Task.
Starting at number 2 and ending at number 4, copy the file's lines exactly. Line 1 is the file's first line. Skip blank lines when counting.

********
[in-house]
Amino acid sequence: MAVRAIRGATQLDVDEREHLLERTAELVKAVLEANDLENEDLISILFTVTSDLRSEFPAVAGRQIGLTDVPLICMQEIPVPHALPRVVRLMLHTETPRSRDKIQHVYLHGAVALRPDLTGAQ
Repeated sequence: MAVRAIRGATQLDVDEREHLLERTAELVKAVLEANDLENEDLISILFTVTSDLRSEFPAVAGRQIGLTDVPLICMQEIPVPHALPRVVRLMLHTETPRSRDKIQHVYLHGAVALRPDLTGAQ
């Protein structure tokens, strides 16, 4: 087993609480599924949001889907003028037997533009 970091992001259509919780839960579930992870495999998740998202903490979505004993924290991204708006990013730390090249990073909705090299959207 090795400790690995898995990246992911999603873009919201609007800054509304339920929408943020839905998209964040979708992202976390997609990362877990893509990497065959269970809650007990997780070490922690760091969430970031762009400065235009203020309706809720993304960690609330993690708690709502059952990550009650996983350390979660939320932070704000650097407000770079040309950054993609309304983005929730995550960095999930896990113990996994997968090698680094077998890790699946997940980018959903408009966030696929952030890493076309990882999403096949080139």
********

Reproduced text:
Amino acid sequence: MAVRAIRGATQLDVDEREHLLERTAELVKAVLEANDLENEDLISILFTVTSDLRSEFPAVAGRQIGLTDVPLICMQEIPVPHALPRVVRLMLHTETPRSRDKIQHVYLHGAVALRPDLTGAQ
Repeated sequence: MAVRAIRGATQLDVDEREHLLERTAELVKAVLEANDLENEDLISILFTVTSDLRSEFPAVAGRQIGLTDVPLICMQEIPVPHALPRVVRLMLHTETPRSRDKIQHVYLHGAVALRPDLTGAQ
């Protein structure tokens, strides 16, 4: 087993609480599924949001889907003028037997533009 970091992001259509919780839960579930992870495999998740998202903490979505004993924290991204708006990013730390090249990073909705090299959207 090795400790690995898995990246992911999603873009919201609007800054509304339920929408943020839905998209964040979708992202976390997609990362877990893509990497065959269970809650007990997780070490922690760091969430970031762009400065235009203020309706809720993304960690609330993690708690709502059952990550009650996983350390979660939320932070704000650097407000770079040309950054993609309304983005929730995550960095999930896990113990996994997968090698680094077998890790699946997940980018959903408009966030696929952030890493076309990882999403096949080139």